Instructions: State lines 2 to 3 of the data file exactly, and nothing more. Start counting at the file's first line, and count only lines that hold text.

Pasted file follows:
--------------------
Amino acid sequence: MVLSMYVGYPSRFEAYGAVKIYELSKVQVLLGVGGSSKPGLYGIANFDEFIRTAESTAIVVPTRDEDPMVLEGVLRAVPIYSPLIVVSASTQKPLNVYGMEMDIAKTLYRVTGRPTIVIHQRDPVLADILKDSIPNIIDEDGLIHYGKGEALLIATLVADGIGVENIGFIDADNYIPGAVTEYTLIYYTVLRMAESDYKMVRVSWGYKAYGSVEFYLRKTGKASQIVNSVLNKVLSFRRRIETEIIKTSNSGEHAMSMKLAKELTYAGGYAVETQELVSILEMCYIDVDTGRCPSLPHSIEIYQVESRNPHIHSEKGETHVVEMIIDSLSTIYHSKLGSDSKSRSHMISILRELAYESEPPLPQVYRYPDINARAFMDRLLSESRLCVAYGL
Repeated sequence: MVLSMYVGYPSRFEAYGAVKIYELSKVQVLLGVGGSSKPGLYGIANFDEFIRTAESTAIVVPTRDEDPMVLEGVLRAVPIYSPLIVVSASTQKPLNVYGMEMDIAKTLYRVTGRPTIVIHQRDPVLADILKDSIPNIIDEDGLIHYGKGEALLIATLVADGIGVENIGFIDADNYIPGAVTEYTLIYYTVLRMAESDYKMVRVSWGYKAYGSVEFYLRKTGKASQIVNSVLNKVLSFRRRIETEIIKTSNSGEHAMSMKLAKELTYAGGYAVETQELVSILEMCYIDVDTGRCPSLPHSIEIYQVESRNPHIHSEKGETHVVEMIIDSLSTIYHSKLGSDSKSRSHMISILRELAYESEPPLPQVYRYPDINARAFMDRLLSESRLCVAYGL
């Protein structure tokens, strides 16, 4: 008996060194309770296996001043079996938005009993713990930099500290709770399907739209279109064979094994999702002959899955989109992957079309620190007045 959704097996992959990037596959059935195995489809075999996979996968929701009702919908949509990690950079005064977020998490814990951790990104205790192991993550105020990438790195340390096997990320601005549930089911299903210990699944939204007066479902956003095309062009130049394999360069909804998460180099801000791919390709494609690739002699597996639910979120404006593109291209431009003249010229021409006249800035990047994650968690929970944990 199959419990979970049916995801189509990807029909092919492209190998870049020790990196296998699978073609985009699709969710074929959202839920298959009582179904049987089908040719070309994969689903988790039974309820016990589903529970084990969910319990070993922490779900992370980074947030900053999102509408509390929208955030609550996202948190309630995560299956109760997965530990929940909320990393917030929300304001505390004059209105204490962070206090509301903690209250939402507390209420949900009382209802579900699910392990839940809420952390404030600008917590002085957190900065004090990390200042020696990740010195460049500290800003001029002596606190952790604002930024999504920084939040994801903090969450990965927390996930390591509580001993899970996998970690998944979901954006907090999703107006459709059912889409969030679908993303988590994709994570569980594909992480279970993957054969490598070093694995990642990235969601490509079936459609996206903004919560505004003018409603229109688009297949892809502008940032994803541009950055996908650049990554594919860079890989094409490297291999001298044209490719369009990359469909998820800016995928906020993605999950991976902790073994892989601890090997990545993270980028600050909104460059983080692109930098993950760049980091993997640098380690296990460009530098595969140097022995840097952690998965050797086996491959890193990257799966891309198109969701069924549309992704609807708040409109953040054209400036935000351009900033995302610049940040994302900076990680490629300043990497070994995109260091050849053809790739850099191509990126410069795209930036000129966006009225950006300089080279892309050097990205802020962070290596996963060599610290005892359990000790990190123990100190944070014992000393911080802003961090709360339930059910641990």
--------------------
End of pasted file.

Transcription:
Repeated sequence: MVLSMYVGYPSRFEAYGAVKIYELSKVQVLLGVGGSSKPGLYGIANFDEFIRTAESTAIVVPTRDEDPMVLEGVLRAVPIYSPLIVVSASTQKPLNVYGMEMDIAKTLYRVTGRPTIVIHQRDPVLADILKDSIPNIIDEDGLIHYGKGEALLIATLVADGIGVENIGFIDADNYIPGAVTEYTLIYYTVLRMAESDYKMVRVSWGYKAYGSVEFYLRKTGKASQIVNSVLNKVLSFRRRIETEIIKTSNSGEHAMSMKLAKELTYAGGYAVETQELVSILEMCYIDVDTGRCPSLPHSIEIYQVESRNPHIHSEKGETHVVEMIIDSLSTIYHSKLGSDSKSRSHMISILRELAYESEPPLPQVYRYPDINARAFMDRLLSESRLCVAYGL
């Protein structure tokens, strides 16, 4: 008996060194309770296996001043079996938005009993713990930099500290709770399907739209279109064979094994999702002959899955989109992957079309620190007045 959704097996992959990037596959059935195995489809075999996979996968929701009702919908949509990690950079005064977020998490814990951790990104205790192991993550105020990438790195340390096997990320601005549930089911299903210990699944939204007066479902956003095309062009130049394999360069909804998460180099801000791919390709494609690739002699597996639910979120404006593109291209431009003249010229021409006249800035990047994650968690929970944990 199959419990979970049916995801189509990807029909092919492209190998870049020790990196296998699978073609985009699709969710074929959202839920298959009582179904049987089908040719070309994969689903988790039974309820016990589903529970084990969910319990070993922490779900992370980074947030900053999102509408509390929208955030609550996202948190309630995560299956109760997965530990929940909320990393917030929300304001505390004059209105204490962070206090509301903690209250939402507390209420949900009382209802579900699910392990839940809420952390404030600008917590002085957190900065004090990390200042020696990740010195460049500290800003001029002596606190952790604002930024999504920084939040994801903090969450990965927390996930390591509580001993899970996998970690998944979901954006907090999703107006459709059912889409969030679908993303988590994709994570569980594909992480279970993957054969490598070093694995990642990235969601490509079936459609996206903004919560505004003018409603229109688009297949892809502008940032994803541009950055996908650049990554594919860079890989094409490297291999001298044209490719369009990359469909998820800016995928906020993605999950991976902790073994892989601890090997990545993270980028600050909104460059983080692109930098993950760049980091993997640098380690296990460009530098595969140097022995840097952690998965050797086996491959890193990257799966891309198109969701069924549309992704609807708040409109953040054209400036935000351009900033995302610049940040994302900076990680490629300043990497070994995109260091050849053809790739850099191509990126410069795209930036000129966006009225950006300089080279892309050097990205802020962070290596996963060599610290005892359990000790990190123990100190944070014992000393911080802003961090709360339930059910641990």